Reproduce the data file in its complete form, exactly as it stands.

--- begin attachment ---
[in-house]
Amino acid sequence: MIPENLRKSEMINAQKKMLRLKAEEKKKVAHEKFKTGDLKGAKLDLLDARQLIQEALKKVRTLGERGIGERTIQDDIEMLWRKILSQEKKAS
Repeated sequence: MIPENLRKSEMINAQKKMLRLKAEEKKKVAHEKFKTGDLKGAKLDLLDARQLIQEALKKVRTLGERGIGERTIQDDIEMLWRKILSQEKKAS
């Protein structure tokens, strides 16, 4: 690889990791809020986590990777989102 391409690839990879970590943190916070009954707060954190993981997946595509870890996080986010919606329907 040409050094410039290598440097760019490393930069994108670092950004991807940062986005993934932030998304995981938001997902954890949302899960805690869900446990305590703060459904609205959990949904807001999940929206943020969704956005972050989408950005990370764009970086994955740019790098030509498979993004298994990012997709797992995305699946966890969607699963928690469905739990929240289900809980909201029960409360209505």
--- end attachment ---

[in-house]
Amino acid sequence: MIPENLRKSEMINAQKKMLRLKAEEKKKVAHEKFKTGDLKGAKLDLLDARQLIQEALKKVRTLGERGIGERTIQDDIEMLWRKILSQEKKAS
Repeated sequence: MIPENLRKSEMINAQKKMLRLKAEEKKKVAHEKFKTGDLKGAKLDLLDARQLIQEALKKVRTLGERGIGERTIQDDIEMLWRKILSQEKKAS
């Protein structure tokens, strides 16, 4: 690889990791809020986590990777989102 391409690839990879970590943190916070009954707060954190993981997946595509870890996080986010919606329907 040409050094410039290598440097760019490393930069994108670092950004991807940062986005993934932030998304995981938001997902954890949302899960805690869900446990305590703060459904609205959990949904807001999940929206943020969704956005972050989408950005990370764009970086994955740019790098030509498979993004298994990012997709797992995305699946966890969607699963928690469905739990929240289900809980909201029960409360209505």